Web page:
Under Section 1031 of the tax code, you can sell your property and reinvest some or all of the proceeds in another property without paying taxes on the reinvested money. Here is how.
There are pitfalls at virtually every stage of a 1031 exchange. This article looks at some key issues and highlight the dos-and-don’ts.
This is the third and final part of our discussion regarding the use of a 1031 Exchange to defer tax on real estate investments. Used correctly, real estate investors might even defer tax indefinitely—or at least during their lifetime.
Investors that come to us early can structure their US holdings to avoid unnecessary complications, such as withholdings under the Foreign Investment in Real Property Tax Act (FIRPTA). If you did not plan ahead, then this article is for you.
It is quite common for people to “borrow someone’s credit” or title a property in someone else’s name, and the reasons behind it are understandable enough. The purpose of this article is to make you aware of the implications of buying a home in someone else’s name.
We all have a tendency to put off thinking about our own demise. It usually takes some kind of prompt to get us to take the time – and pay the money – to have a will drafted. That prompt may come in the form of the birth of child or development of health issues. Those are common reasons people start thinking about their last will and testament, but are they the only reasons?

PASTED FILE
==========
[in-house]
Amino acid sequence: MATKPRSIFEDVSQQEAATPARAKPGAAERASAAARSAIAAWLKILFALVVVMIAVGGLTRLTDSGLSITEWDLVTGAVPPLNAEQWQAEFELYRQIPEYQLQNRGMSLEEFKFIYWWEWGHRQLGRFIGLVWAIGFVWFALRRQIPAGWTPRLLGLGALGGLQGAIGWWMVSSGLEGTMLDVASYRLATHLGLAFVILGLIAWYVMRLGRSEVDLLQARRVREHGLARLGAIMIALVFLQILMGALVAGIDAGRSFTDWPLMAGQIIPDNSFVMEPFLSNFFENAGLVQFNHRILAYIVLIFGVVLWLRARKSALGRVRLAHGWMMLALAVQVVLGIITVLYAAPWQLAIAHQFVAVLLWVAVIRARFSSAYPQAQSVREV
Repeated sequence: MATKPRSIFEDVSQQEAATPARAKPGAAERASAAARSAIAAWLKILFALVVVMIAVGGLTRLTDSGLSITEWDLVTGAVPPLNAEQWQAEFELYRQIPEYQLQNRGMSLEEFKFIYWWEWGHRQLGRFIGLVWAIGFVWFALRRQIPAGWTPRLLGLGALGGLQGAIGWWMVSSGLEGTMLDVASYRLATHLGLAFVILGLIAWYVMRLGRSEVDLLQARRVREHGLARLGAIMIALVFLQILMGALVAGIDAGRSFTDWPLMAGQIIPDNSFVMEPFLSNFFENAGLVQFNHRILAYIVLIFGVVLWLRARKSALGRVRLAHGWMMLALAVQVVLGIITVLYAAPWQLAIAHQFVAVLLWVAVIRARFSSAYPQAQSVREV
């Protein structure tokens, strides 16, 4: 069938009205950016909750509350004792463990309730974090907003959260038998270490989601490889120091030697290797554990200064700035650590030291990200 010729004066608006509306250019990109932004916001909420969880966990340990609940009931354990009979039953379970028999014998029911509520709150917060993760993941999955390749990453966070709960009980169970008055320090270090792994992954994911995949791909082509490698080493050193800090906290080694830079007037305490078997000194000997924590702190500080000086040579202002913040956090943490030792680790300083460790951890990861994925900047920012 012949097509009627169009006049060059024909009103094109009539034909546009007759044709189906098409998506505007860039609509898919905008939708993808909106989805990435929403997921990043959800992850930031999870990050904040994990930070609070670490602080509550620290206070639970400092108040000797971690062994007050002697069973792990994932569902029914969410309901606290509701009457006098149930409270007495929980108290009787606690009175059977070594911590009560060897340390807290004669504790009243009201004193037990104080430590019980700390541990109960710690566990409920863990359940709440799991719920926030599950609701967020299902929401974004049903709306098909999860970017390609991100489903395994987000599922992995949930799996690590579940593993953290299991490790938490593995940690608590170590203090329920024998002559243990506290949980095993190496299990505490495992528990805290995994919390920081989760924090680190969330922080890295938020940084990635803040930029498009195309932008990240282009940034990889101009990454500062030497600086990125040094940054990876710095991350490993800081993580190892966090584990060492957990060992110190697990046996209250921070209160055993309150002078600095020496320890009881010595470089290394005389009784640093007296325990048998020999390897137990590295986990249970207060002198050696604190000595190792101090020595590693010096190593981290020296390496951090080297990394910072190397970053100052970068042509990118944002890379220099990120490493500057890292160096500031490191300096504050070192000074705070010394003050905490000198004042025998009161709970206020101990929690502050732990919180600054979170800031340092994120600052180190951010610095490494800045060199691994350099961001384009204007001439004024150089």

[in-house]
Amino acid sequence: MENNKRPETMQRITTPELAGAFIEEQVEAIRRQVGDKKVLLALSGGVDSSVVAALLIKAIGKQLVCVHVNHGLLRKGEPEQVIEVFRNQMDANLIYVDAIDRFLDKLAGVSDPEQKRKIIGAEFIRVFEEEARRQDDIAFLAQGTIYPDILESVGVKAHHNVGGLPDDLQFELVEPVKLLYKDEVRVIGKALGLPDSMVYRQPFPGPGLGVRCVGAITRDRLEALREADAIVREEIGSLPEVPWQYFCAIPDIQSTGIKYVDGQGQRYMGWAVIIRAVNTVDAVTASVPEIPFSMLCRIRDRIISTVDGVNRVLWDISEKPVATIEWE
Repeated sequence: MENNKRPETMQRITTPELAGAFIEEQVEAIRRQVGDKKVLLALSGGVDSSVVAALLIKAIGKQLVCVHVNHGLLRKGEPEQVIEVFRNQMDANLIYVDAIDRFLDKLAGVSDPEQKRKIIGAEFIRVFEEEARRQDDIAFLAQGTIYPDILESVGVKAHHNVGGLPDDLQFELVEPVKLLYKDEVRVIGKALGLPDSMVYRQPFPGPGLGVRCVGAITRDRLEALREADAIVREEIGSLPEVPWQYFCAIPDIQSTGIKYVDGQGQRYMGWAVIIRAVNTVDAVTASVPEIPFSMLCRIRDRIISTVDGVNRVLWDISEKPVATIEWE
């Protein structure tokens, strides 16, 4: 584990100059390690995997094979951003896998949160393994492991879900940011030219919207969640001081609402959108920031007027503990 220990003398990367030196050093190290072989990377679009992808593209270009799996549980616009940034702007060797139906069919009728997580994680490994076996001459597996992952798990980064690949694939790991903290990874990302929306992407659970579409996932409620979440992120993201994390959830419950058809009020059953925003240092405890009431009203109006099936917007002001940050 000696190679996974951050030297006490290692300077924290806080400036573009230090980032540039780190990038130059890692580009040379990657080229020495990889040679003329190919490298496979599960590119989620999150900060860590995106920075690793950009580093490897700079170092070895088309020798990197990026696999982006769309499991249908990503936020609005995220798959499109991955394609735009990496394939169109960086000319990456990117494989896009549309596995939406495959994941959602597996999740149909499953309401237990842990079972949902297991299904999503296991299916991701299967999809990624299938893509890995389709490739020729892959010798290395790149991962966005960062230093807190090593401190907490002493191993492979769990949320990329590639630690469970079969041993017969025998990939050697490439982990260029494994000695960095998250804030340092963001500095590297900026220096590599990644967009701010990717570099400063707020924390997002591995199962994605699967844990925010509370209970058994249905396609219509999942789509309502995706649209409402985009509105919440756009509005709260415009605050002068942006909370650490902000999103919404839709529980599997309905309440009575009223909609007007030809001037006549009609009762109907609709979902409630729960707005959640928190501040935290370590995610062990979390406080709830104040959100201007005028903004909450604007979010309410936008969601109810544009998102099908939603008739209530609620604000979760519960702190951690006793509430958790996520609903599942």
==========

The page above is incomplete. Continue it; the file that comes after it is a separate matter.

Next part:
Offshore work has always been part of our practice. With recent changes in the law, though, we have been moving away from recommending offshore to our US clients in favor of using domestic trusts.
This is the final part to our discussion aimed at helping owners and officers avoid personal responsibility for the obligations and liabilities their companies take on in the course of doing business. The first part provided an overview of the key issues related to corporate liability. The second part focused on what not to do. Here, we get to proactive techniques for guarding against personal responsibility.
This is a continuation of our discussion regarding the breakdown of liability protection afforded to owners and officers as a result of the economic crisis and business scandals in the US and around the world. It is true the American legal system is set up to shield owners/officers from corporate liabilities, but nothing draws public outcry like an executive who fills his pockets through misdeeds and then hides behind the corporate skirt.
The law has shifted in recent years towards weakening corporate liability protections. That makes it easier for plaintiffs and regulators to “pierce the corporate veil” and get to the assets of owners and officers.